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From Mark <>
Subject Re: Generic questions
Date Wed, 19 Jun 2013 16:00:08 GMT
Thanks for the input. So this is what I gathered from your response and some investigating.
I'm hoping others can chime in with their thoughts.

1) Ill probably want to use either BufferedTransport or FramedTransport. Still not quite sure
on what should be considered before using one over the other. I did some preliminary testing
with a ruby server/client and I found that BufferedTransport seemed to outperform FramedTransport.

2) BinaryPrototocol is wasteful so other implementations should be considered. I'm sure JSON
falls into that category too but is a good candidate for testing/debugging. So that pretty
much leaves Compact as the choice of protocol. I also found this to support your argument
about Binary being wasteful (

3) The SimpleServer should probably only be used for examples, tests etc. That leaves me with
the choice of Threaded or NonBlocking but I'm still unsure of what should be considered before
choosing one over the other. I also did some testing with the latest ruby gem and found the
ThinHttpServer to perform terribly against the other versions. Not quite sure why anyone would
want to use this.

Do Thrift clients maintain a connection to a server? If so, how does one load balance between
a pool of servers?

Thanks again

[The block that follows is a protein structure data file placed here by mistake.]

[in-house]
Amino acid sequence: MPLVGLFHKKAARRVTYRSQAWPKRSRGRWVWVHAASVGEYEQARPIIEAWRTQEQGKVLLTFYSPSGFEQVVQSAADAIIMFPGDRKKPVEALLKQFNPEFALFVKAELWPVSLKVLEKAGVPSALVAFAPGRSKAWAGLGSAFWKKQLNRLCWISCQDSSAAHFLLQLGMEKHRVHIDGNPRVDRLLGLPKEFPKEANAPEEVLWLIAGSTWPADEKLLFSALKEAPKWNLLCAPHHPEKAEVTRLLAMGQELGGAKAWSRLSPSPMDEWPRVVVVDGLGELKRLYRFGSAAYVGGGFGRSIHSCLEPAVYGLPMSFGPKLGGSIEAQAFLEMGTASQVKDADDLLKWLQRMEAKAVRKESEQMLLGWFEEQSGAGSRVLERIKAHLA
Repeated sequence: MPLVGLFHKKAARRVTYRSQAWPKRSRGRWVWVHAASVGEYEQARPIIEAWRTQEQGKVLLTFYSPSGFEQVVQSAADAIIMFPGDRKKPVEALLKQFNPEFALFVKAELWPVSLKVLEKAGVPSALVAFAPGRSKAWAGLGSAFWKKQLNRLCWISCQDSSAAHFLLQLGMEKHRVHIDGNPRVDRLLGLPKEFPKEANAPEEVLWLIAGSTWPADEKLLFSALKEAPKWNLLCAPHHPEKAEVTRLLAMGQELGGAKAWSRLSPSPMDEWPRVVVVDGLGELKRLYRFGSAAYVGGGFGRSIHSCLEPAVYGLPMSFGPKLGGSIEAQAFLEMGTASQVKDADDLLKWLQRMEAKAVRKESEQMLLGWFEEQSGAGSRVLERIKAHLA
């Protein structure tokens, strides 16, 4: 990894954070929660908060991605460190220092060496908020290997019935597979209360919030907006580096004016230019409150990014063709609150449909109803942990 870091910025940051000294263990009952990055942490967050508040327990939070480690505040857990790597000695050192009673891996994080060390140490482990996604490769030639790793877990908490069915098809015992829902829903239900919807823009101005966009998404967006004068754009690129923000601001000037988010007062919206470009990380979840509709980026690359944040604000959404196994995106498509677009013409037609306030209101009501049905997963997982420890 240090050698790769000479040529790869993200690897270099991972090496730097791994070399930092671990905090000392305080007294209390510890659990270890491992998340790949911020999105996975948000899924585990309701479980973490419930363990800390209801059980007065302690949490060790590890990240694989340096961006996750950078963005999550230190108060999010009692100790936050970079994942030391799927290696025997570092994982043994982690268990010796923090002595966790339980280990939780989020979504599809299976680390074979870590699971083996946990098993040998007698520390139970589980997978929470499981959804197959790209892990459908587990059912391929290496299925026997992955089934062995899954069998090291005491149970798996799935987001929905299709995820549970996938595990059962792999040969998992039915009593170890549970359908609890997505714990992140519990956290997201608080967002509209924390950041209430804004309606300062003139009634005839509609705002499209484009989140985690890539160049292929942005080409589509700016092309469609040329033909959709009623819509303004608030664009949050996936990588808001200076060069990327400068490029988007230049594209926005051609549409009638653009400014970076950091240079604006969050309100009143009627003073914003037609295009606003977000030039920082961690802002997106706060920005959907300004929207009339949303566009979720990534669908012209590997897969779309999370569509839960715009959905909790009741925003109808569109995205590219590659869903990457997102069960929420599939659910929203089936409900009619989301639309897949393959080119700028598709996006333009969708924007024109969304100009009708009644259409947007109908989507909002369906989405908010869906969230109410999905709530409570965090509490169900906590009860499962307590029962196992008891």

On Jun 19, 2013, at 6:25 AM, Ben Craig <> wrote:

> Here are the answers for C++.  Often, they apply to the other languages, 
> but I know that some languages (Java) give some of the servers different 
> names.
> 1) The "raw" transports like TSocket do no buffering.  BufferedTransport 
> and FramedTransports are more like transport decorators. BufferedTransport 
> adds buffering, but it doesn't change the byte sequence that goes over the 
> raw transport.  FramedTransports add buffering, and whenever someone calls 
> flush() on the transport, FramedTransport will first write out the size of 
> the buffered data, then follow it up with the data.  So FramedTransport 
> changes what bytes are sent / parsed on the raw transport.
> 2) Very little documentation that I've found.  Binary tends to be 
> relatively straightforward, but it isn't doing an awesome job at 
> optimizing for message size.  Compact is a bit trickier, but I haven't 
> looked at it all that much.  I don't know if there are downsides to using 
> compact or not.  JSON is almost certainly larger than binary or compact, 
> but it should be easier to debug.
> 3) In C++, the simple server only permits one connection.  The threaded 
> server allocates one thread per connection.  The nonblocking server is 
> strange, and I haven't really used it yet.  I know that it requires a 
> framed transport, and requires you to use something socket based because 
> it has a select loop in it.  It claims to be high performance.

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